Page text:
So I’ve been thinking a lot about playtesting recently. Mainly triggered by Portal 2, my experience in making the game Leshy over the last semester, and also by lots of other stuff like this talk by Jonathan Blow.
I was showing the finished version of Leshy to our composer, Tyler and I was watching him play the game. He eventually got to an area where he got stuck. And I knew exactly that the reason why he was stuck was, that he had gotten to this area too early and that he didn’t yet know about a game mechanic that another area would have instructed him about.
If you have ever done a playtest, you know that this is a horrible situation. In playtesting you are not supposed to intervene. You don’t give hints, you just watch the player play and see if he figures it out or not. So I was sitting there watching this guy trying various different things, all of which were destined to fail. It was extremely frustrating to watch this. I knew that he couldn’t succeed because the game hadn’t instructed him yet, but yet he kept on trying. He got it almost right and failed. He got it very wrong and failed. He tried the very wrong thing again and failed. He failed, failed and failed again. And I’m sitting there just wanting to shout and scream and just tell him how to do this, and that this wasn’t his fault and that we’d fix this and oh why won’t you at least give up and go somewhere else first so that you may come across the training section that you missed.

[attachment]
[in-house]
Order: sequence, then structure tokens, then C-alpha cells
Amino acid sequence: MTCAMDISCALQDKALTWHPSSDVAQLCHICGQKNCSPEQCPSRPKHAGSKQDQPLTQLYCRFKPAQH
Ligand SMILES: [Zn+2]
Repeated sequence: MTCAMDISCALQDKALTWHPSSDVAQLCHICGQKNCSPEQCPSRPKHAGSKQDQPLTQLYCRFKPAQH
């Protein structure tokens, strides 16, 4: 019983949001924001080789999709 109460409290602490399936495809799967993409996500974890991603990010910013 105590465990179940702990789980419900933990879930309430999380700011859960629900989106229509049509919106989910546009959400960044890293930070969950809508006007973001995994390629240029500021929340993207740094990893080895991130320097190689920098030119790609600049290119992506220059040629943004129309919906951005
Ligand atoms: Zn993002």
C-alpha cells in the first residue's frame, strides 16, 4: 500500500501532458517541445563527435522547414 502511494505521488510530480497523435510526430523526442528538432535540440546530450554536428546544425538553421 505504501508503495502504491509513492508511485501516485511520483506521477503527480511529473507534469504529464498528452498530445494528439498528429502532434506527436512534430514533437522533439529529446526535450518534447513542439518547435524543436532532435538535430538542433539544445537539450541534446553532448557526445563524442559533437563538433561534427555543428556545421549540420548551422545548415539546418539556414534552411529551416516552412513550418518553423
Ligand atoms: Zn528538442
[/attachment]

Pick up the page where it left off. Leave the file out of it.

Get the sphere up to those stairs. Shouldn't be that hard, right?
Anyway. That was my impression. He on the other hand was having a good time. For him this was a challenging puzzle that he was trying to figure out. It is totally OK for a player to be working on a puzzle for five minutes, at least as long as he can keep on trying new stuff and isn’t completely stuck. And he did eventually figure it out.
I don’t think he was frustrated at all. It was just me being frustrated. Below the jump I think about Valve in relationship to this experience:
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